Research

Neuronal cell biocompatibility and adhesion to modified CMOS electrodes


Reference:

Graham, A. H. D., Bowen, C. R., Taylor, J. and Robbins, J., 2009. Neuronal cell biocompatibility and adhesion to modified CMOS electrodes. Biomedical Microdevices, 11 (5), pp. 1091-1101.

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Official URL:

http://dx.doi.org/10.1007/s10544-009-9326-4

Abstract

The use of CMOS (Complementary Metal Oxide Semiconductor) integrated circuits to create electrodes for biosensors, implants and drug-discovery has several potential advantages over passive multi-electrode arrays (MEAs). However, unmodified aluminium CMOS electrodes may corrode in a physiological environment. We have investigated a low-cost electrode design based on the modification of CMOS metallisation to produce a nanoporous alumina electrode as an interface to mammalian neuronal cells and corrosion inhibitor. Using NG108-15 mouse neuroblastoma x rat glioma hybrid cells, results show that porous alumina is biocompatible and that the inter-pore distance (pore pitch) of the alumina has no effect on cell vitality. To establish whether porous alumina and a cell membrane can produce a tight junction required for good electrical coupling between electrode and cell, we devised a novel cell detachment centrifugation assay to assess the long-term adhesion of cells. Results show that porous alumina substrates produced with a large pore pitch of 206 nm present a significantly improved surface compared to the unmodified aluminium control and that small pore-pitches of 17 nm and 69 nm present a less favourable surface for cell adhesion.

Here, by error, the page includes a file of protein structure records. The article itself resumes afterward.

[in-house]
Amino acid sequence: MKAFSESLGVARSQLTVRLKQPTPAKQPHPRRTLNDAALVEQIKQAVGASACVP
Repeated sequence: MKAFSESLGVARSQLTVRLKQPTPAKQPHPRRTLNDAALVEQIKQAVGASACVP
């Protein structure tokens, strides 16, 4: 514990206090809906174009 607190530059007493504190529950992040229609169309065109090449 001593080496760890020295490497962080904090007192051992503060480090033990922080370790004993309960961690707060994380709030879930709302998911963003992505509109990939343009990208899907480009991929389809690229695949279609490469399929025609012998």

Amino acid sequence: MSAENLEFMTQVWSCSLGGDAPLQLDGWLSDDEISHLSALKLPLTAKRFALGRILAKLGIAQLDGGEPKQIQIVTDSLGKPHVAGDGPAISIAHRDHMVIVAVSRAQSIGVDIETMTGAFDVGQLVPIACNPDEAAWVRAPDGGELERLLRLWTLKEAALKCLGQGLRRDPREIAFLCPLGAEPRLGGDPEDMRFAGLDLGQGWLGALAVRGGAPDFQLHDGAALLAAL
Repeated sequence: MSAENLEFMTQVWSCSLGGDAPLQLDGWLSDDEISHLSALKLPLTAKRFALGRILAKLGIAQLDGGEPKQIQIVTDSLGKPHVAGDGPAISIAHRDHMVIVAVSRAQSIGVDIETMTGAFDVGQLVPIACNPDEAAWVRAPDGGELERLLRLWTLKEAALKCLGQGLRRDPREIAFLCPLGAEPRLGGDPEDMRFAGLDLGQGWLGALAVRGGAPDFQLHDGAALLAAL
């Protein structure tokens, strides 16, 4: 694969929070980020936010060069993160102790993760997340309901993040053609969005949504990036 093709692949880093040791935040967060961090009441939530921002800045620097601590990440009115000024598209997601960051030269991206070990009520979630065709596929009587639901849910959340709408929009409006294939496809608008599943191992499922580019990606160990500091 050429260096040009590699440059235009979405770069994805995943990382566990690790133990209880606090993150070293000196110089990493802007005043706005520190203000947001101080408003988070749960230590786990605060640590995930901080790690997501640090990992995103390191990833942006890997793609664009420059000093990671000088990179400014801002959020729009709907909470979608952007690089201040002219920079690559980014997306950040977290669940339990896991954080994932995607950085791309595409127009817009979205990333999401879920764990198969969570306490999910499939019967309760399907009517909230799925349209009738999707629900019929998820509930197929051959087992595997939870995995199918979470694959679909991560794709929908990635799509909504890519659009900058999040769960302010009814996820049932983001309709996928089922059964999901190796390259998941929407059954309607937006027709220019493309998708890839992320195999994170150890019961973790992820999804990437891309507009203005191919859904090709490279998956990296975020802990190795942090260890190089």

Details

Item Type Articles
CreatorsGraham, A. H. D., Bowen, C. R., Taylor, J. and Robbins, J.
DOI10.1007/s10544-009-9326-4
DepartmentsFaculty of Engineering & Design > Electronic & Electrical Engineering
Faculty of Engineering & Design > Mechanical Engineering
Research CentresCentre for Advanced Sensor Technologies (CAST)
RefereedYes
StatusPublished
ID Code16526

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